Saudi Arabia and Iraq reopen border crossing after three decades

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For the first time in 30 years, Iraq and Saudi Arabia have opened the Arar border crossing for trade the Iraqi border ports commission has said in a statement, Al-Jazeera reported.

Top officials, including Iraqi interior minister and the Saudi ambassador to Iraq, travelled from Baghdad to formally open Arar, where a line of cargo trucks had been waiting since Wednesday morning, the report said.

Arar had remained closed since 1990 after the two countries severed ties following former Iraqi leader Saddam Hussein’s invasion of Kuwait.

The border crossing will be open to both goods and people, according to the statement.

Ties have remained rocky since the 1990s, but current Iraqi Prime Minister Mustafa al- Kadhimi has a close personal relationship with Saudi Crown Prince Mohammed bin Salman.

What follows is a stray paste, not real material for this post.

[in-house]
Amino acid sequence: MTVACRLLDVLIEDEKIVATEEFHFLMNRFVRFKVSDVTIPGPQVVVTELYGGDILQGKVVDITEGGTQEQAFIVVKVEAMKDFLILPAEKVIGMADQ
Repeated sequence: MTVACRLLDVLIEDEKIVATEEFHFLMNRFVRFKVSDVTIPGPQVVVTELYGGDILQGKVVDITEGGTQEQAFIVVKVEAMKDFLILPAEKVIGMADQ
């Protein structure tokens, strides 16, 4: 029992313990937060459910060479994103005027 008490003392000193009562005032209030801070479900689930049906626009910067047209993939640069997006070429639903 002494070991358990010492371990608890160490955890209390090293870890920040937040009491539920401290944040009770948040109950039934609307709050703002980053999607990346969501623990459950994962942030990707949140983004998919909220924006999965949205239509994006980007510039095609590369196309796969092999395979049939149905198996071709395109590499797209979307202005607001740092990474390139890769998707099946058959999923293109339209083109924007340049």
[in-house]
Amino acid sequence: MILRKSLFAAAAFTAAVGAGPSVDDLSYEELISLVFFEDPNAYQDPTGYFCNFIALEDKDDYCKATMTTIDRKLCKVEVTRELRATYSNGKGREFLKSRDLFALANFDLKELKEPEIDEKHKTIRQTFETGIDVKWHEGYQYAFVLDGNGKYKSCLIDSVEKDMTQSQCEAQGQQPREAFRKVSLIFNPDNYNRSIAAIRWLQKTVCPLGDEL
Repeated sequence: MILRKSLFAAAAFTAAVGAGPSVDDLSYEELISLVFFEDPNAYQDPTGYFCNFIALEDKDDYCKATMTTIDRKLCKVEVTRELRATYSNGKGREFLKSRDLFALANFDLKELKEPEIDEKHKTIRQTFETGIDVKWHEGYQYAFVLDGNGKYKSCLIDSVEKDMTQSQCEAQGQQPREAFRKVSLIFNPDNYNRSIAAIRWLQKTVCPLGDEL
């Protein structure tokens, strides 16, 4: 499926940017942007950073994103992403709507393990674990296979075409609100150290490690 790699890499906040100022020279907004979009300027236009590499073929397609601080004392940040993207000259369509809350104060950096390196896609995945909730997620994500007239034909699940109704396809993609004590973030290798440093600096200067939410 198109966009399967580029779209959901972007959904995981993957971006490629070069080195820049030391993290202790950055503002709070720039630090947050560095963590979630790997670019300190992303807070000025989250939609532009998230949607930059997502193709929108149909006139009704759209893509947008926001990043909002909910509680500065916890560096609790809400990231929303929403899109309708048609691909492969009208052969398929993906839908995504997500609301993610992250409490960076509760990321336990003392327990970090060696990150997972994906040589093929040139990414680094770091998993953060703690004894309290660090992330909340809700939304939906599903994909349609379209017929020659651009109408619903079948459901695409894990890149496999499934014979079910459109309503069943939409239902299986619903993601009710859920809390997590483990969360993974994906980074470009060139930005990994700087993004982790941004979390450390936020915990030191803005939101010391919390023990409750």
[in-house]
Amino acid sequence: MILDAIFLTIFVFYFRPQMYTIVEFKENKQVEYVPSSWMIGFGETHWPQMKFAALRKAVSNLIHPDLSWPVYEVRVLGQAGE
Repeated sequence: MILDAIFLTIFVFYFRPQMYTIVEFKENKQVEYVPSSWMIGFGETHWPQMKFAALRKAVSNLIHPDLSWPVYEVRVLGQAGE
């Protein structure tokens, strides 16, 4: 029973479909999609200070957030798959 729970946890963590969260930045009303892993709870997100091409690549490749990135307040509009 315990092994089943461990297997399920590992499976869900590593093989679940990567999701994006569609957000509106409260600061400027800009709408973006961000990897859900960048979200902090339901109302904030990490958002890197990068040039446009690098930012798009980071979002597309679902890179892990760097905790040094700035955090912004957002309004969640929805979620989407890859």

Kadhimi was to travel to Saudi Arabia as his first foreign trip as prime minister in May, but the visit was cancelled at the last minute when Saudi King Salman was hospitalised.

He has yet to make the trip, although Iraqi ministers have visited Riyadh to meet with their counterparts and a top-level Saudi delegation travelled to Baghdad last week.

Baghdad sees Arar as a potential alternative to its crossings with eastern neighbour Iran, through which Iraq brings in a large share of its imports.

However, ahead of Arar’s opening, pro-Iran faction Ashab al-Kahf published a statement announcing its “rejection of the Saudi project in Iraq”.

“The intelligence cadres of the Islamic Resistance are following all the details of the Saudi enemy’s activities on the Iraqi border,” it warned.

Speaking to reporters on Tuesday evening, Kadhimi fired back against those describing the rapprochement as Saudi “colonialism”.

“This is a lie. It’s shameful,” he said.

“Let them invest. Welcome to Iraq,” Kadhimi added, saying Saudi investment could bring in a flood of new jobs to Iraq where more than one-third of youth are unemployed.

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